Newspaper: The Evening Sentinel

Date: April 3, 1979

Title: Truckers Exempt Danger Area

Author: Kathy Liebler, The Evening Sentinel


MECHANICSBURG-Striking teamsters say they won't interfere with trucking to and from Three Mile Island.

Paul Fritz, vice president of Teamsters Local 776, said today "anything that has to be shipped with regard to the Three Mile Island emergency will be shipped."

"There will be no interference of materials trucked to and from the crippled Three Mile Island nuclear reactor site."

In a related incident, Fritz said about 75 trucks were being moved from the Arkansas Best Freight Truck Terminal, Derry Street, Harrisburg.

He said Teamsters International has permitted the trucks to be moved to the Letterkenney Army Depot in Chambersburg since the Harrisburg terminal falls within a 10-mile radius of Three Mile Island.

"WE DIDN'T want to take any chances of contamination to the miscellaneous freight stored in the trucks, so striking drivers have been allowed to move the vehicles," said Fritz.

However, he said, the strike is still in effect nationwide and for about 1,300 area drivers, packers, delivery men and yard switchmen.

About 900 employees are not working because of a lockout called by trucking firms that were not included on the Teamsters' selective strike list.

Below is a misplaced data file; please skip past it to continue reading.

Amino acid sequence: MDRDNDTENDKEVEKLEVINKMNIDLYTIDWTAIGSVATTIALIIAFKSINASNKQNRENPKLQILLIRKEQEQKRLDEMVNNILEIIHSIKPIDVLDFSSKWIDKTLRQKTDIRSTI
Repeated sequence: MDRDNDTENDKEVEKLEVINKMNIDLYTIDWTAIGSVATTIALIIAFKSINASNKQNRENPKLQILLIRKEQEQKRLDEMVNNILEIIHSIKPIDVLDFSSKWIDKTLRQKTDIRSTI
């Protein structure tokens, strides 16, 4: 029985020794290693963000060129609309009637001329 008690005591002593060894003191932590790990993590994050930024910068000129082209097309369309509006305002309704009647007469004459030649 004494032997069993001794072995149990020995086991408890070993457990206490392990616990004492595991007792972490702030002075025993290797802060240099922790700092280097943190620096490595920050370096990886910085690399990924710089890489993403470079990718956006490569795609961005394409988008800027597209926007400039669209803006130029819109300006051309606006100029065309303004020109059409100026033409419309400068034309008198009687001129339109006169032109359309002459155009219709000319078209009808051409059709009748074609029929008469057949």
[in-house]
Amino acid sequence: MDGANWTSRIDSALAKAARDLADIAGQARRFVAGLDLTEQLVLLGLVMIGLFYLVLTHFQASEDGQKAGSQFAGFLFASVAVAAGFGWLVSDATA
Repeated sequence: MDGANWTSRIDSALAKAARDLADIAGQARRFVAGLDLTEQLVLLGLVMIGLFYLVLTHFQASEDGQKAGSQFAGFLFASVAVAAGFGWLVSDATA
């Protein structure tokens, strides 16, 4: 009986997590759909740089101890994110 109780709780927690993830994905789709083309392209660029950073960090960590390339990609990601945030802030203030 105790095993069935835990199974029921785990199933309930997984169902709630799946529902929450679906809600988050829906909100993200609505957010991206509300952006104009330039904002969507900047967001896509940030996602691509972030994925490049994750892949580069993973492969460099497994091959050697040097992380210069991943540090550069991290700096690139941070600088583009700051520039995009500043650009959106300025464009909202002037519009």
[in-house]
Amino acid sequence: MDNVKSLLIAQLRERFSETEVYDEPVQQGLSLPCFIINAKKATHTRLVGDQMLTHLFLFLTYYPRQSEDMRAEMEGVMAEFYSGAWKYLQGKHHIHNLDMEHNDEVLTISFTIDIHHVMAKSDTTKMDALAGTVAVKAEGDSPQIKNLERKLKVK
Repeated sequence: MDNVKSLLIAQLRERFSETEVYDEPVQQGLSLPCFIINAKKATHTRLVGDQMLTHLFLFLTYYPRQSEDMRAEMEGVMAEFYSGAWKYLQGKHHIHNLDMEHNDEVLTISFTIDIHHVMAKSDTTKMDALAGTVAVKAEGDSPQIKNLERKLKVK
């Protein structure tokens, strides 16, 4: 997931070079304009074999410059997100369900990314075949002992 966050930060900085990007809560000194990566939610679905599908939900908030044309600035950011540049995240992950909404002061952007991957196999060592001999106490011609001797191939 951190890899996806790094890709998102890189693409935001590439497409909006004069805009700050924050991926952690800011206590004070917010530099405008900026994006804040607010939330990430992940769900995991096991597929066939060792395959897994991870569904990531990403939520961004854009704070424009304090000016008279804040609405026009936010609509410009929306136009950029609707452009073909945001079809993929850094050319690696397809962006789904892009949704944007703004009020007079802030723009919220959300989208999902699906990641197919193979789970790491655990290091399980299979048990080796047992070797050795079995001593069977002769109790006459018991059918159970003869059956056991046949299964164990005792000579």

Hall's Motor Co., located on Route 11, Mechanicsburg, is one local firm that is locking out union employees.

Company officials refused to comment but Fritz said more than 500 Hall's employees were out of work because of the company's action.

He said the Mechanicsburg terminal is Hall's main shop and is a transfer point for about 800 trailers and 350 tractors.

FRITZ CRITICIZED the lockout, saying, "the teamsters worked for a year to plan the selective strike so the economy would not suffer."

"The lockout shows complete disregard for the United States," he said. "The strike was planned in such a way that every point in the country would still have service."

"Now because of the lockout, no one has common carriers."

Fritz said orderly picketing continues at 12 striking sites in the area and he said no incidents have been reported by companies engaged in the lockout.

Teamsters are protesting an industry contract that reportedly calls for a 30-percent wage benefit increase over three years.

Effects on local deliveries still are unknown, but Wayne Powell, Editor-Publisher of The Evening Sentinel, said today the newspaper has less than a 30-day supply of newsprint. Since the newsprint is delivered by truck, Powell said he was concerned over the longrange impact of the shutdown. He said The Sentinel would seek other methods of delivery to insure its newsprint supply.